Lookup NU author(s): Emeritus Professor Michael Jones-Lee
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How should a developed country quantify the costs and benefits of the safety externalities that its energy and environmental policies generate for a developing country and vice versa? This paper addresses this question within a conventional utilitarian welfare-economics framework on the assumption that citizens of the countries concerned are rational economic agents. Counter to moral intuition, the paper shows that a developed country that displays purely altruistic concern for the wellbeing of citizens of a developing country will not value the safety externalities that it generates for the developing country at the developed country's "high" value of safety, but will instead apply the developing country's own "low" value. In turn, it is shown that even if the developing country displays a corresponding degree of purely altruistic concern for the wellbeing of citizens of the developed country it will nonetheless value the safety externalities that it generates for the developed country at a substantial discount relative to its own "low" value of safety. The paper also explores the implications of other forms of altruistic concern. © 2004 Kluwer Academic Publishers. Manufactured in The Netherlands.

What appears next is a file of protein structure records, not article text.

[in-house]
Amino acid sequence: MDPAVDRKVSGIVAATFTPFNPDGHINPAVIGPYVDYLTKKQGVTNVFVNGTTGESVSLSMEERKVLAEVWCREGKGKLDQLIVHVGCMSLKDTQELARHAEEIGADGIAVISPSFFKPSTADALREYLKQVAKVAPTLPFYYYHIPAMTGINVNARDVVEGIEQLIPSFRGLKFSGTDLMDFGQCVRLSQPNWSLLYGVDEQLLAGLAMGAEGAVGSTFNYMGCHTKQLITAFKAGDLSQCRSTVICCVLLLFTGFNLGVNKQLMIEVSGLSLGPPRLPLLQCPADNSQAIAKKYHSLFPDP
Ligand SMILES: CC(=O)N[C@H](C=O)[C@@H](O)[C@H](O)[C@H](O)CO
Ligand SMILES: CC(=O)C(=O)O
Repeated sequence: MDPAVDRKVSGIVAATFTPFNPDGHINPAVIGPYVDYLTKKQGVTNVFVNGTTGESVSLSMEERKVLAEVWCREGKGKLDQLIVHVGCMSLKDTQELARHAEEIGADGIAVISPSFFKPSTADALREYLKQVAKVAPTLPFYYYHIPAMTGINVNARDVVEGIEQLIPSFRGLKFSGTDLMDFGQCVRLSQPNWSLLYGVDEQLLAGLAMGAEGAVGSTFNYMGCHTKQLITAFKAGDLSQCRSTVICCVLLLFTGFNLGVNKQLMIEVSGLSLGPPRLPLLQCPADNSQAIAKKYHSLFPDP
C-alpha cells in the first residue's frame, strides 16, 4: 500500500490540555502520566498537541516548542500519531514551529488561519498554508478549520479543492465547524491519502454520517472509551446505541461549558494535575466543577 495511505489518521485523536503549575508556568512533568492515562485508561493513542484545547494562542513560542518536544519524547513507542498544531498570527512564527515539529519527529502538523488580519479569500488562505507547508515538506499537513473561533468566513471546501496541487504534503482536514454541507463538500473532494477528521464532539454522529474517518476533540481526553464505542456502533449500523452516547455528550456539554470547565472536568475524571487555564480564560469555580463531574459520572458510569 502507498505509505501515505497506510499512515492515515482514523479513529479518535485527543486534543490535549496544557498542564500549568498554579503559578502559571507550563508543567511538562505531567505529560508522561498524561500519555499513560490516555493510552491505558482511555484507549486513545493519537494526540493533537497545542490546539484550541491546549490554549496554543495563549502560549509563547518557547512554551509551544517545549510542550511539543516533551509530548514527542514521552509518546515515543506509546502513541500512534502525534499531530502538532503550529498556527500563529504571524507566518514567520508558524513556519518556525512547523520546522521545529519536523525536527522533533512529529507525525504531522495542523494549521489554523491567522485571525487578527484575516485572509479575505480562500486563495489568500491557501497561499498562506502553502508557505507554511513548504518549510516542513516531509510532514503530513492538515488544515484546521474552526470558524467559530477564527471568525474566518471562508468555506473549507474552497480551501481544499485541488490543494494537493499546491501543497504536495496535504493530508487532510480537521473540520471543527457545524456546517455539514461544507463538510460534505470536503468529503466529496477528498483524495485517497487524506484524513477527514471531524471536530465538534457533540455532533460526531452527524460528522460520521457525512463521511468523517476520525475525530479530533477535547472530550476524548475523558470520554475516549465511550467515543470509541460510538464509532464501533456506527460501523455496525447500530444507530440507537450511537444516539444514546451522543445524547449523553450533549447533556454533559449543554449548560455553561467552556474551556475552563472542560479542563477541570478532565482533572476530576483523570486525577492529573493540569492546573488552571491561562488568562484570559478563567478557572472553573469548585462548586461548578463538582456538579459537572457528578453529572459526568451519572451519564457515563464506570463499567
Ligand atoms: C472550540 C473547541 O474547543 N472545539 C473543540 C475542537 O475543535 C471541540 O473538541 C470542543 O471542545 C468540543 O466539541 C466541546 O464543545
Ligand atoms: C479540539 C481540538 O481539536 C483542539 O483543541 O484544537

Author(s): Jones-Lee M
Publication type: Article
Publication status: Published
Journal: Journal of Risk and Uncertainty
ISSN (print): 0895-5646
ISSN (electronic): 1573-0476
Publisher: Springer New York LLC
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